Telling a good story or losing the plot? Clarity in corporate reporting, part 1

by Stratton Craig

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Every good story needs a strong and compelling narrative. Be it a novel, newspaper article or film, clarity of plot and content is what keeps an audience interested and engaged. The same is also true of annual reports, where clear communication is vital to connecting with investors and stakeholders.
Unfortunately, many companies have yet to master the art of corporate storytelling. According to research conducted by Black Sun Plc, corporate reports are often weighed down by technical information, disconnected data and impersonal, boilerplate copy that serves only to confuse and alienate readers. In 2010, 40% of companies surveyed failed to identify any non-financial KPIs in their reports, and only 7% of those FTSE 100 companies that referred to business models provided any accompanying commentary or insight.
Failure to make connections between content and provide clarity around key issues means companies are missing the opportunity to tell a good story about their performance, strategy and beliefs. Meanwhile, the tick-box approach to corporate disclosure, which persists at many levels, means that rather than offering an engaging narrative, some companies are ‘losing the plot’ altogether.
At Stratton Craig, we know all about storytelling. As written communications specialists, we excel in telling concise and compelling corporate stories as part of our annual reporting services. We place great value on clear communication in all media, but particularly in annual reports, where it is vital that stakeholders are able to access relevant material and meaningful accounts of companies’ activities. For this reason, we welcome recent moves by the UK Government to make corporate reporting “simpler, clearer and more focused”.
In September, the Department for Business, Innovation and Skills (BIS) issued a consultation paper on a new framework for narrative reporting. The document signals wide-ranging reforms intended to make corporate reports more accessible, and could have implications for all but the smallest of UK companies. The aim of these measures is to make the reporting framework “clearer for companies and easier for investors to locate the information they need.”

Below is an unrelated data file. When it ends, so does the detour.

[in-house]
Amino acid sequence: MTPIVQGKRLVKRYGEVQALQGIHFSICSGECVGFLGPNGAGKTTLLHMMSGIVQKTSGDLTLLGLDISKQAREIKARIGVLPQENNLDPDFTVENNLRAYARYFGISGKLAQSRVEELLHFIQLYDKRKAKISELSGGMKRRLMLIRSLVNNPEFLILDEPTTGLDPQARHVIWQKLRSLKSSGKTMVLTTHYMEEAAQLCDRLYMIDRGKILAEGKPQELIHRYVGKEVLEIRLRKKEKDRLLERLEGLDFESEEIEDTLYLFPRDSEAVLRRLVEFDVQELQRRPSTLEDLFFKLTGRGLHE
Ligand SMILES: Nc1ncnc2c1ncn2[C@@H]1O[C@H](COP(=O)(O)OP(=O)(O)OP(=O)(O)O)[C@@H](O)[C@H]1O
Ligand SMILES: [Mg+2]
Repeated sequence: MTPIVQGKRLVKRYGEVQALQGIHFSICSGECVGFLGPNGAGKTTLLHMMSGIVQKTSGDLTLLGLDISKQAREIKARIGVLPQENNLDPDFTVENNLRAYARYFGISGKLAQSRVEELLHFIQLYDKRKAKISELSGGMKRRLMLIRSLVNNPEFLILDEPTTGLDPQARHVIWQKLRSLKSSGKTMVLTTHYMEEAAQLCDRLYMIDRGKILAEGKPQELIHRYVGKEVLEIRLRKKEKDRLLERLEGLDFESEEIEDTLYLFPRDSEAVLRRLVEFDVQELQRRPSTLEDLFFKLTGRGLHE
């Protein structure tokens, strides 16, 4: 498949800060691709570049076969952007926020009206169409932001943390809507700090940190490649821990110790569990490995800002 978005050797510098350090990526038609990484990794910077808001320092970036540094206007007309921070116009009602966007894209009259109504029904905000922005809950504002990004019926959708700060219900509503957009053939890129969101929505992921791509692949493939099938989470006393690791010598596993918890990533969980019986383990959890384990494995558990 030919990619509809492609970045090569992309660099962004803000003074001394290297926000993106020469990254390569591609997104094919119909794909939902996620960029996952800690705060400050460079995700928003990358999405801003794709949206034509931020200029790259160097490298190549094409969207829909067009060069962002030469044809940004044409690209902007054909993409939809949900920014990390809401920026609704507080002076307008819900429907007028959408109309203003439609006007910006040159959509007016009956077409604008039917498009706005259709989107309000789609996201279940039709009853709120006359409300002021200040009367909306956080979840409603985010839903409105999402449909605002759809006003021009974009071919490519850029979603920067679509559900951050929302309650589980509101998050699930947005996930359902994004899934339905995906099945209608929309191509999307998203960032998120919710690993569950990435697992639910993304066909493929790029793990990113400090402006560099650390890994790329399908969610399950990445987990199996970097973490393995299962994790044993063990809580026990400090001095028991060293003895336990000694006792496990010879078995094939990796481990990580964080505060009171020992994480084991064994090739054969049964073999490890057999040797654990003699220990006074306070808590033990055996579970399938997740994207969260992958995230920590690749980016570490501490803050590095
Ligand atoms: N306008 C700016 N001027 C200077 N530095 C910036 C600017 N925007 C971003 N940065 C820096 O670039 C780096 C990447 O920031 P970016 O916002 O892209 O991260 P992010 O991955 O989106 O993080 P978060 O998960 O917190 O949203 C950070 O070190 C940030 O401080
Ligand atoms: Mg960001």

Looking to make annual reports more streamlined and engaging, the BIS also wants to overhaul the reporting of executive remuneration to present a clearer picture to readers. Such clarity, we believe, is vital for transparency and will help companies to demonstrate strong leadership through open and honest communication.
But that’s not all. Last year, the Financial Reporting Council’s review of the UK Corporate Governance Code also ushered in a number of changes designed to “promote greater clarity and understanding” in annual reports and to make “communication with shareholders…more effective”. The International Integrated Reporting Committee (IIRC), meanwhile, is currently pushing for a global framework on combined financial and non-financial reporting with a view to helping companies produce more joined-up and cohesive annual reports. In fact, from a number of reporting authorities, revisions and innovations are being proposed in the pursuit of clearer and more compelling corporate reports.
Here at Stratton Craig, we applaud these developments and hope they begin to shift opinions and approaches to corporate reporting. Because rather than a compulsory chore, we believe annual reports should be seen as an opportunity to communicate with stakeholders; an opportunity to tell a strong, coherent company story that not only satisfies investors’ demands for information, but makes for a good read as well.

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